Interference competition and temporal and habitat partitioning in two gerbil species

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Abstract

Tested two hypotheses which may explain two different patterns which underlie coexistence in two species of desert gerbils (Gerbillus allenbyi and G. pyramidum) in Israel. The two patterns are temporal partitioning of foraging activity and shared preference habitat selection. When sympatric, G. pyramidum uses the early part of the night most heavily while G. allenbyi is most active in the late part of the night. Although both species prefer the same habitat type (semistabilized sand dune), in the presence of G. pyramidum, G. allenbyi utilizes mainly the secondary habitat type (stabilized sand dune). Results supported the hypothesis that interference is the key factor to understanding the coexistence of the two species. Both the temporal and spatial patterns are the result of the dominant G. pyramidum species excluding the energetically efficient G. allenbyi from the preferred time of activity and habitat type. -from Authors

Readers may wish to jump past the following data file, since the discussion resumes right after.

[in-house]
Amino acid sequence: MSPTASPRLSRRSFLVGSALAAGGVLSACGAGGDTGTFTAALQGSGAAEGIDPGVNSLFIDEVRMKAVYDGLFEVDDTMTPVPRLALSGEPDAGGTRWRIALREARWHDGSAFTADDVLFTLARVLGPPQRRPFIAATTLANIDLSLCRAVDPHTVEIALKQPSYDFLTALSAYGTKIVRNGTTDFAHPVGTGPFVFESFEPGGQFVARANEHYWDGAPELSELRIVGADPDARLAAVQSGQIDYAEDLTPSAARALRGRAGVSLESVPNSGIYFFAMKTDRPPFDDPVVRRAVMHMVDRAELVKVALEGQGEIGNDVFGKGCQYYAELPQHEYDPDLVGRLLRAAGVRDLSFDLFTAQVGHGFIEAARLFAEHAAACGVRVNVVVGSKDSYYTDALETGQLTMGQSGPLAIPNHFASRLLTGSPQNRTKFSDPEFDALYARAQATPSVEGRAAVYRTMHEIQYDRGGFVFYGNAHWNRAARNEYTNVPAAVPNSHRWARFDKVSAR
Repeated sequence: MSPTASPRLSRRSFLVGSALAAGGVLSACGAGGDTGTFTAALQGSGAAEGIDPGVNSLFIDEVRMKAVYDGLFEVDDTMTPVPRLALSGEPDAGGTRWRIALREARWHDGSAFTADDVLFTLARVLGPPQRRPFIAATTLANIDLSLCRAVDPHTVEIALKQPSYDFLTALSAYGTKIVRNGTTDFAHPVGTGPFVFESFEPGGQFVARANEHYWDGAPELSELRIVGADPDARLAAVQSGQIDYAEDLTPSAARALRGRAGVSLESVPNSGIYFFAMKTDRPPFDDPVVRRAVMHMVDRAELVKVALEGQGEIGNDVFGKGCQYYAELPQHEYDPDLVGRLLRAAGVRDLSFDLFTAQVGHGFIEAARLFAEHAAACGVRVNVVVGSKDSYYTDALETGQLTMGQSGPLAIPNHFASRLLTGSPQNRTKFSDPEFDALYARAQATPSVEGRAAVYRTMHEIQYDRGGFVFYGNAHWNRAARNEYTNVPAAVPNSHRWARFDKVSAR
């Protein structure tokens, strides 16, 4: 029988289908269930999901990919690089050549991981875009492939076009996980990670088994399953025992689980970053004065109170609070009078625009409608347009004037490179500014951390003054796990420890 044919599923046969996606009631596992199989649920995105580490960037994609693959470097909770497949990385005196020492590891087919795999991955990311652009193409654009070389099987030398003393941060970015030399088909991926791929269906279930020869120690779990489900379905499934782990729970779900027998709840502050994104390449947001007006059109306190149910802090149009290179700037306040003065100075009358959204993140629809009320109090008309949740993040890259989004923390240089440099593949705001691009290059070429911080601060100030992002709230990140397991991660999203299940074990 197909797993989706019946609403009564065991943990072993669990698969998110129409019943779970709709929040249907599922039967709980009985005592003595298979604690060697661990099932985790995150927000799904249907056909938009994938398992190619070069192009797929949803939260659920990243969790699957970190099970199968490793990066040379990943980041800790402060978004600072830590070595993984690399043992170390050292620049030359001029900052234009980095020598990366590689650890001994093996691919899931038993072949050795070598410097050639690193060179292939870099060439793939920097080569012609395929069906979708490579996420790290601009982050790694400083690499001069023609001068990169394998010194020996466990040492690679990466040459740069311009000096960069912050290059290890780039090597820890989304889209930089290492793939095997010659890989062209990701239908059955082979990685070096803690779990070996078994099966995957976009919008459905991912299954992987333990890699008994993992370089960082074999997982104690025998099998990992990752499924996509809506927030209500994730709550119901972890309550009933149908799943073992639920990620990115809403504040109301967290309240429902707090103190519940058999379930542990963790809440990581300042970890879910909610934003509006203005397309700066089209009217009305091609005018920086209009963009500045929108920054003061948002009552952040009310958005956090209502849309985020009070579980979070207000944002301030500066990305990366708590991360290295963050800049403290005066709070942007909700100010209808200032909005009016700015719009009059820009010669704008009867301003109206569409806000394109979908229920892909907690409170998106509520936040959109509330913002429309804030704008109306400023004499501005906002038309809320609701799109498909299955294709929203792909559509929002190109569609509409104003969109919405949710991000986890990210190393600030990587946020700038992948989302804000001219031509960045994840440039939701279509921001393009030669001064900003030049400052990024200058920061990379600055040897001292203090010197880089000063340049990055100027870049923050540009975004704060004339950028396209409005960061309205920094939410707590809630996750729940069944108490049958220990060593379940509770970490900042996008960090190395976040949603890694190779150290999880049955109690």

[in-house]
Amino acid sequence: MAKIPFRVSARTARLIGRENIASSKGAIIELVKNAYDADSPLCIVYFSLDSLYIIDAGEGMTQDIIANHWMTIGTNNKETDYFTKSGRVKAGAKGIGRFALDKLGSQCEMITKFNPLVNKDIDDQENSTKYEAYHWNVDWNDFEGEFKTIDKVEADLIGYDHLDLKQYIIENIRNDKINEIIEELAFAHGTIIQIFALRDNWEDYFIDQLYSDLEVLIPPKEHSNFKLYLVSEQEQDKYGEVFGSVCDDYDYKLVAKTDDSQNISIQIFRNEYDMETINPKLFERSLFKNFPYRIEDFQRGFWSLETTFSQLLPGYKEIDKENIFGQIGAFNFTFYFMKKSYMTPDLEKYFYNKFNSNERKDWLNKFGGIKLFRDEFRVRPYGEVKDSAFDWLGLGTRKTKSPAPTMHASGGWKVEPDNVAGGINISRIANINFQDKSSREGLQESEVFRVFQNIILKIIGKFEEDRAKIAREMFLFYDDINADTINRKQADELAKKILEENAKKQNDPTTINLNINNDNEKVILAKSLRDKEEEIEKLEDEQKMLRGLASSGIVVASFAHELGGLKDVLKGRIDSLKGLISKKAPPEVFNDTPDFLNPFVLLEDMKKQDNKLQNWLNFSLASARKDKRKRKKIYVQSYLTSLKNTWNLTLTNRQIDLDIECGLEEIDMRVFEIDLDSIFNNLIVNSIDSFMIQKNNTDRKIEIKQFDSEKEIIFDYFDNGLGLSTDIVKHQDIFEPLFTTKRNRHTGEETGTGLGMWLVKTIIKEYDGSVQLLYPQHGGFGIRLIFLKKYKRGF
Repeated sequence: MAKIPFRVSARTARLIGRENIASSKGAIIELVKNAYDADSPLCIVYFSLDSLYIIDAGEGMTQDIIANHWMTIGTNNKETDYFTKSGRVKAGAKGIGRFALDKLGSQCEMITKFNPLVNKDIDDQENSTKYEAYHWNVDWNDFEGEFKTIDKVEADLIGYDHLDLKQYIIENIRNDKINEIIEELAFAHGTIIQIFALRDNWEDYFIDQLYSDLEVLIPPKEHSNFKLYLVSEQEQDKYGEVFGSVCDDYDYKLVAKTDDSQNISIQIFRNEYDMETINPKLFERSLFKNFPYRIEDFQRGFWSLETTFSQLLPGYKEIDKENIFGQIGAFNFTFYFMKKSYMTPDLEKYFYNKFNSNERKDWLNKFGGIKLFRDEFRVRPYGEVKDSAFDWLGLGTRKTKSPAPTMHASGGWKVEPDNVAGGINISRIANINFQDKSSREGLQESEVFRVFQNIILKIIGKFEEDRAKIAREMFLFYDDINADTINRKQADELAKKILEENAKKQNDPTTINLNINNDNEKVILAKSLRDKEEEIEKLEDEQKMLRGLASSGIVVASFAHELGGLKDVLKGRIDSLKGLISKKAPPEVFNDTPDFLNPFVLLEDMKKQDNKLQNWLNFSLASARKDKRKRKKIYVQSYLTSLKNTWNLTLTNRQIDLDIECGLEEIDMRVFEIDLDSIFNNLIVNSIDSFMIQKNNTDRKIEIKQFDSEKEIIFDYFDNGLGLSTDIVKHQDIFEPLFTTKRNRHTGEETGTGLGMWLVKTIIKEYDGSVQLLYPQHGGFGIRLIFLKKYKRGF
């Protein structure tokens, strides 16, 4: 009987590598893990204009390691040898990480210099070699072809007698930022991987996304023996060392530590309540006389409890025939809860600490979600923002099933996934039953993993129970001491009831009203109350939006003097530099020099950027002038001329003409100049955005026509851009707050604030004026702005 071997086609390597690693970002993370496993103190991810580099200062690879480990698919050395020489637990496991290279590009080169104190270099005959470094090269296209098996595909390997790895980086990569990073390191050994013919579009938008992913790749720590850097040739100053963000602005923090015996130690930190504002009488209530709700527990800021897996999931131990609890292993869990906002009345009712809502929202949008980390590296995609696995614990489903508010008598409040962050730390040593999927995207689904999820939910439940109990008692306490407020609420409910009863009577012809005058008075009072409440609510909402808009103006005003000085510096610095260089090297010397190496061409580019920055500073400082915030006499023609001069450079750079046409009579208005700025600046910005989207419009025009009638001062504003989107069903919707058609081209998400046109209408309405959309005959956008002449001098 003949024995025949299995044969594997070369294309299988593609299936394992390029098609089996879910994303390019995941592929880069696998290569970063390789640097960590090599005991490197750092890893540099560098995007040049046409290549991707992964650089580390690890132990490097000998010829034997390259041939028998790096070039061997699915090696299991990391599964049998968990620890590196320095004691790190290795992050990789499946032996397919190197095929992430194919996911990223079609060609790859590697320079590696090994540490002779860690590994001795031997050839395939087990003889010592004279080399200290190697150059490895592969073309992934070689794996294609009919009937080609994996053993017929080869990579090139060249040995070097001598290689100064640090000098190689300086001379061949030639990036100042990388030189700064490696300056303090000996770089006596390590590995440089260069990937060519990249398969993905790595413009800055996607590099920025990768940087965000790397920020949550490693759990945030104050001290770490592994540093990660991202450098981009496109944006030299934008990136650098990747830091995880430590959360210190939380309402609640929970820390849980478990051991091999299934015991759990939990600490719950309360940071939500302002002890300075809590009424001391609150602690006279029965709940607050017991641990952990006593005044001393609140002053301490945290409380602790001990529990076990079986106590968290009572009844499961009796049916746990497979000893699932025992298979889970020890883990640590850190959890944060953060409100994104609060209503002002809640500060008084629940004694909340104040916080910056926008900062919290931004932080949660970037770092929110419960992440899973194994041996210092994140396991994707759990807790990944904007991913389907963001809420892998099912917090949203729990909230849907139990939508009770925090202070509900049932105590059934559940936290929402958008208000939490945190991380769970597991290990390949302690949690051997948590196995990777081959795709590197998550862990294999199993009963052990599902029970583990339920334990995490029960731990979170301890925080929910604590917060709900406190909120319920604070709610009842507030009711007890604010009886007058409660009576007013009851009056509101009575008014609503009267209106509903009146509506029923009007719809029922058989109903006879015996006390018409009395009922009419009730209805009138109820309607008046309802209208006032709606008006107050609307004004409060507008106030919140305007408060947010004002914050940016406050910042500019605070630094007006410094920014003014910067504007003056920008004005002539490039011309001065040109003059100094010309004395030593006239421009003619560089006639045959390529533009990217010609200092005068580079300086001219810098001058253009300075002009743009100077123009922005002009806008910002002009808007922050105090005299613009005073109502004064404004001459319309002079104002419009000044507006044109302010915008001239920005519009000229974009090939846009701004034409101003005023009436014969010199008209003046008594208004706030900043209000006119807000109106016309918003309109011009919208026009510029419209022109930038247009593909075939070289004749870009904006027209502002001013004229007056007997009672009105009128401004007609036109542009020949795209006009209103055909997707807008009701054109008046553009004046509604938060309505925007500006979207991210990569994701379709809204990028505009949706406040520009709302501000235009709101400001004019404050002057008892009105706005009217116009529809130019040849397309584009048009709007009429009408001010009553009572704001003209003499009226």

Original languageEnglish
Pages (from-to)237-246
Number of pages10
JournalOikos
Volume66
Issue number2
DOIs
StatePublished - 1 Jan 1993

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